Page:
Corona Bypass Pruner Bp 3160 (038313000608) Reviews

Corona Bypass Pruner Bp 3160 (038313000608)

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Treat Yourself to a Good Set of Hand Pruners

Sep 16, 2009 (Updated Oct 18, 2010)
Review by  
Rated a Very Helpful Review

Pros:Sturdy, cuts well. Slender profile, comfortable for smaller hands.

Cons:A bit pricey (but worth it)

The Bottom Line: I'm happy with these pruners and would recommend them to other gardeners.

I admit it. I abuse my gardening tools. These Corona bypass pruners (model 3160) are no exception, but they are tough and can take it. I've dropped them on hard surfaces. I use them to cut larger branches than I should and sometimes use them to pry or dig things up when nothing else is handy. I've left them outside in the rain and put them away wet and muddy. After a few years of heavy use, the metal and handles are stained, but the pruners are still a pleasure to use. I sharpen them occasionally.

About the Tool

These clippers have a slender profile. The blade is curved and strong. The handles remind me slightly of those found on wire cutters. I guess it's because they are slim and feel like they are all of one piece with the sturdy blade, and the whole clippers have been drop forged. The handles have a reddish orange coating that makes them comfortable to grip and easier to spot when they are on the ground.

Underneath the blade is a little metal loop that can flip up to snag a hook on the handle and hold the handles closed when not in use.  It took a little practice, but I can easily flick it up or down with my forefinger when I'm using the clippers. The handles easily move apart, which is how it should be. When you use hand pruners, you want most of your effort to go into closing the blade, you don't want to have to put a lot of effort into opening the blade too. However, some other, cheaper pruners that I've used have a springier feel, which tends to make me put more effort into keeping the handles together when I'm not ready to cut. I don't feel this way with these pruners. The handles open easily, but not so easily that I have to put extra effort into keeping them together when I need to. The hook-and-loop feature helps--I find that I flick the loop on and off without thinking about it.

If you look closely at the blade, you can see the model number stamped onto one side.

How They Work

I have small hands and the pruners fit comfortably in them. We have a lot of trees, bushes and vines, so I often spend hours snipping and raking. My hand feels less fatigued than when I use my other cheap pruners.

The slender profile makes it easy to insert into small gaps and for me to see what I'm cutting.

I like the easy way the blade slices through slender branches. The cuts are clean and there's no tearing of the skin/bark. This model is meant to cut branches of 3/4-inch or less. I tend to use it mostly on branches that are 1/2-inch or less. I've at times used it to cut branches that are bigger than 3/4-inch--but I don't recommend it. If the wood is soft you can get away with it, but if the wood is hard you risk damaging the pruners. After I was hacking away once at some thick, hardened deadwood (I really should have used loppers), the blade felt a little loose afterward, though it seems fine now.

I don't recall having trouble cutting through green wood with these pruners, but sometimes when branches are dead and dry the wood turns very, VERY hard. I've had a trouble cutting through these, but can't imagine that any other pair of hand pruners would have an easy time.  In those cases, even if the branches are skinnier than 3/4 inch, it's probably better to use a pair of loppers.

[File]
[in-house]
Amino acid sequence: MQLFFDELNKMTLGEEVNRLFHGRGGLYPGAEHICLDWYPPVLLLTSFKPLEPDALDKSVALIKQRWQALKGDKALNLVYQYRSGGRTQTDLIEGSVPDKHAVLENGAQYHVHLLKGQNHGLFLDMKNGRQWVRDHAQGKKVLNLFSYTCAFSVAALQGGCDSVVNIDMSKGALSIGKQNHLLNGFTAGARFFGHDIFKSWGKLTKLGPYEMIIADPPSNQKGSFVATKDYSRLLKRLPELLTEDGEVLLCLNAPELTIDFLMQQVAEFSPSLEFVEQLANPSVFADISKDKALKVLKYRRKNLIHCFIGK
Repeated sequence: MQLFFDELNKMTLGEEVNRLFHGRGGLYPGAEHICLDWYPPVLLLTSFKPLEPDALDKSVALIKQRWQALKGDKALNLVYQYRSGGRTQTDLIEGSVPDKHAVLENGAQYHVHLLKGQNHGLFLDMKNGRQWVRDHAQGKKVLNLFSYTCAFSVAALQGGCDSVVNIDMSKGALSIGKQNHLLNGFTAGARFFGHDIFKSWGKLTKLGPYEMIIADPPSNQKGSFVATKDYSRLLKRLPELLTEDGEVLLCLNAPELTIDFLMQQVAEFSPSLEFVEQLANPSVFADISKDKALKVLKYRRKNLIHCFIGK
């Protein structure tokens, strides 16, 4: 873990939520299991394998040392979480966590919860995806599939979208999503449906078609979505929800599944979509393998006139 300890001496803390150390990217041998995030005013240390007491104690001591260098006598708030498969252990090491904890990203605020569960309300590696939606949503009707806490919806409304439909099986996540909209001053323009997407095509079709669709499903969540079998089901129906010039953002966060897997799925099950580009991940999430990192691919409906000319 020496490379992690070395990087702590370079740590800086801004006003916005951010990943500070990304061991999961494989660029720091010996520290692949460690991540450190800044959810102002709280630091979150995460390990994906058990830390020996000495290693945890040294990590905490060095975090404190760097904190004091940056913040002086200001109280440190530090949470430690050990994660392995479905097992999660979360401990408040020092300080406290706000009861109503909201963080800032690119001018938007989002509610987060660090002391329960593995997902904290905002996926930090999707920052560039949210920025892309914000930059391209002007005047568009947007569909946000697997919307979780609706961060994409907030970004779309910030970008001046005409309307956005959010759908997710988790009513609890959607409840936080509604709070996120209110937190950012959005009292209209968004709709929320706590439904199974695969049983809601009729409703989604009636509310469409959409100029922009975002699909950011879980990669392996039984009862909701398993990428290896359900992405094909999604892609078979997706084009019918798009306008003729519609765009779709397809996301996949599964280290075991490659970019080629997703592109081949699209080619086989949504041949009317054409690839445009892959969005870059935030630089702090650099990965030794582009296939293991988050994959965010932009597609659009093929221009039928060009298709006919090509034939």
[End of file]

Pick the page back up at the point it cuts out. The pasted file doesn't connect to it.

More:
I've used lots of other pruners, most of them cheap--costing maybe five dollars or less. There's one that I used to think was fancy, with a thick foam pad on the handle and shiny, thick metal blades. I use it mainly to recut flower stems before I put them in a vase. It doesn't cut as cleanly--it usually leaves some bark that ends up tearing. It can't cut as many stems at once as the Corona. And even though it hasn't had heavy use it sort of exploded one day (there is a springy metal piece that pushes the handles apart and it caused the whole thing to go kablooie when I was snipping off a few rose stems).

Instead of buying another one of these for $5, I'd get a Corona bypass pruner. I got mine from Ace. (I know everyone goes to Home Depot/Lowes, but I've often found that Ace has a better selection of better quality tools).

According to the Manufacturer's Website, the Specs Are:

*Cutting capacity of ¾” diameter
*Resharpenable forged Radial Arc® bypass blade
*Fully heat-treated, forged steel alloy construction
*Slant-ground, narrow-profile hook
*Precision-made, self-aligning pivot bolt
*Sap groove
*Non-slip, cushioned grips
*Forged for strength
*Lifetime Warranty

Another pruner you might want to consider is the Corona 3180.  It's similar in shape to the 3160, but the blade is not as curved and the pruner is heavier and bigger, with thicker handles. I haven't used it, though I have held it. It's not as comfortable for my small hands, so I would stick with the 3160.  However, if you have medium to large hands you might prefer this heavier model as it is supposed to be able to cut branches up to 1-inch and has a wire-cutting notch.

For more information go to:

My Other Reviews

Still reading? Then you might be interested in these links to some of my more helpful reviews of other gardening/outdoor products:

-Fiskars 22-inch Bypass Lopper
-Everything You Might Want to Know About Poison Oak
-Everything You Should Know About Yellow Jackets
-Toro's Excellent Leaf Blower/Vac
-A Garden Hose that's Easy to Coil Up
-A Comparison of 2 Ames Snow Shovels
-Makita's Cordless Impact Driver--A Great Tool to Have
-Ames Pole Tree Trimmer

Recommend this product? Yes

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